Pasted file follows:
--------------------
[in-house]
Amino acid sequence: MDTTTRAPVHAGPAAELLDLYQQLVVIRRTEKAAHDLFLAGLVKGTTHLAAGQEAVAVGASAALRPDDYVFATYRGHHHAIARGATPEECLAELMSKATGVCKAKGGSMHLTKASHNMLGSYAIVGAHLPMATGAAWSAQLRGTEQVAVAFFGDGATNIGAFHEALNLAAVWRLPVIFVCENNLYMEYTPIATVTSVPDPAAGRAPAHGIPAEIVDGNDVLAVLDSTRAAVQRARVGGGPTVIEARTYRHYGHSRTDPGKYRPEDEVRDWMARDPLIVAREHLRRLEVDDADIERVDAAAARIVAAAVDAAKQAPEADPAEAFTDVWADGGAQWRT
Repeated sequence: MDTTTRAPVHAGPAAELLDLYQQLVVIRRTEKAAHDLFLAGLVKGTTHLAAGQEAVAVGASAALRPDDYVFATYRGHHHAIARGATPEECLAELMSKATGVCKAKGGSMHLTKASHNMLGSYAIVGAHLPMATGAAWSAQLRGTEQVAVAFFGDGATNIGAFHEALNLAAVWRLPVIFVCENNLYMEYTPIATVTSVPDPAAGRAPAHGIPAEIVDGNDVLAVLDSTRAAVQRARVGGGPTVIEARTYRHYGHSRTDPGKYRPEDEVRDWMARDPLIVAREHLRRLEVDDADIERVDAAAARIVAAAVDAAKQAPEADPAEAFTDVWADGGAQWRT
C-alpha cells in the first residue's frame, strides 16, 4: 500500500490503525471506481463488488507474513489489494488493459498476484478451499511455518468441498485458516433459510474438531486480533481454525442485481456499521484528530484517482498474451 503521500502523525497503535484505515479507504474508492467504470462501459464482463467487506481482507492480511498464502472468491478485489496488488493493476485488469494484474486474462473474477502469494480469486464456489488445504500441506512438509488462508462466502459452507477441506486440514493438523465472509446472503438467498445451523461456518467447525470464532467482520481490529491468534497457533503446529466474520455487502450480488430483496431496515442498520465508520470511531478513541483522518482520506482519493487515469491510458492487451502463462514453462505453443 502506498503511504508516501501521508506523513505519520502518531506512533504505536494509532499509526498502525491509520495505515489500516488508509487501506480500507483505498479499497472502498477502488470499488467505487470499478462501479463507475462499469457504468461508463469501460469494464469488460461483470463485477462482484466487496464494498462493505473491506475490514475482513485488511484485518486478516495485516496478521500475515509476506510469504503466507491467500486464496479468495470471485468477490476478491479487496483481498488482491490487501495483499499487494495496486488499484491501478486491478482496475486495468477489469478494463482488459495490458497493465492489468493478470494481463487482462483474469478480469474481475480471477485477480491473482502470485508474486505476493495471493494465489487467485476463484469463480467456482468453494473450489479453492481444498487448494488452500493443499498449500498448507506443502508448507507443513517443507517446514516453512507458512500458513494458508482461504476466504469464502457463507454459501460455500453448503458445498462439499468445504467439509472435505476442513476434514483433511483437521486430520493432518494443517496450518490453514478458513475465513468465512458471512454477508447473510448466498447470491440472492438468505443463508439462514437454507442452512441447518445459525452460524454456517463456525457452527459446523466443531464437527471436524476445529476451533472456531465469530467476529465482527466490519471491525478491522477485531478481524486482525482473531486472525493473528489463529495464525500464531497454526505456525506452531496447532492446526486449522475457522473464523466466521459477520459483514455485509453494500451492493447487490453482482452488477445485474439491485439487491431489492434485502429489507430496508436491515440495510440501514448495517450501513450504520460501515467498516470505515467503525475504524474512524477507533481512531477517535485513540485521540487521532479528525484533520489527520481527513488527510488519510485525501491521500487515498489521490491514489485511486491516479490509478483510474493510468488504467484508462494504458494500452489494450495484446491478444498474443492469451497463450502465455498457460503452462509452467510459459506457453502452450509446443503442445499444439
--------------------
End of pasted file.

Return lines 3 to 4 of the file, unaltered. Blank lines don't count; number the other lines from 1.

Repeated sequence: MDTTTRAPVHAGPAAELLDLYQQLVVIRRTEKAAHDLFLAGLVKGTTHLAAGQEAVAVGASAALRPDDYVFATYRGHHHAIARGATPEECLAELMSKATGVCKAKGGSMHLTKASHNMLGSYAIVGAHLPMATGAAWSAQLRGTEQVAVAFFGDGATNIGAFHEALNLAAVWRLPVIFVCENNLYMEYTPIATVTSVPDPAAGRAPAHGIPAEIVDGNDVLAVLDSTRAAVQRARVGGGPTVIEARTYRHYGHSRTDPGKYRPEDEVRDWMARDPLIVAREHLRRLEVDDADIERVDAAAARIVAAAVDAAKQAPEADPAEAFTDVWADGGAQWRT
C-alpha cells in the first residue's frame, strides 16, 4: 500500500490503525471506481463488488507474513489489494488493459498476484478451499511455518468441498485458516433459510474438531486480533481454525442485481456499521484528530484517482498474451 503521500502523525497503535484505515479507504474508492467504470462501459464482463467487506481482507492480511498464502472468491478485489496488488493493476485488469494484474486474462473474477502469494480469486464456489488445504500441506512438509488462508462466502459452507477441506486440514493438523465472509446472503438467498445451523461456518467447525470464532467482520481490529491468534497457533503446529466474520455487502450480488430483496431496515442498520465508520470511531478513541483522518482520506482519493487515469491510458492487451502463462514453462505453443 502506498503511504508516501501521508506523513505519520502518531506512533504505536494509532499509526498502525491509520495505515489500516488508509487501506480500507483505498479499497472502498477502488470499488467505487470499478462501479463507475462499469457504468461508463469501460469494464469488460461483470463485477462482484466487496464494498462493505473491506475490514475482513485488511484485518486478516495485516496478521500475515509476506510469504503466507491467500486464496479468495470471485468477490476478491479487496483481498488482491490487501495483499499487494495496486488499484491501478486491478482496475486495468477489469478494463482488459495490458497493465492489468493478470494481463487482462483474469478480469474481475480471477485477480491473482502470485508474486505476493495471493494465489487467485476463484469463480467456482468453494473450489479453492481444498487448494488452500493443499498449500498448507506443502508448507507443513517443507517446514516453512507458512500458513494458508482461504476466504469464502457463507454459501460455500453448503458445498462439499468445504467439509472435505476442513476434514483433511483437521486430520493432518494443517496450518490453514478458513475465513468465512458471512454477508447473510448466498447470491440472492438468505443463508439462514437454507442452512441447518445459525452460524454456517463456525457452527459446523466443531464437527471436524476445529476451533472456531465469530467476529465482527466490519471491525478491522477485531478481524486482525482473531486472525493473528489463529495464525500464531497454526505456525506452531496447532492446526486449522475457522473464523466466521459477520459483514455485509453494500451492493447487490453482482452488477445485474439491485439487491431489492434485502429489507430496508436491515440495510440501514448495517450501513450504520460501515467498516470505515467503525475504524474512524477507533481512531477517535485513540485521540487521532479528525484533520489527520481527513488527510488519510485525501491521500487515498489521490491514489485511486491516479490509478483510474493510468488504467484508462494504458494500452489494450495484446491478444498474443492469451497463450502465455498457460503452462509452467510459459506457453502452450509446443503442445499444439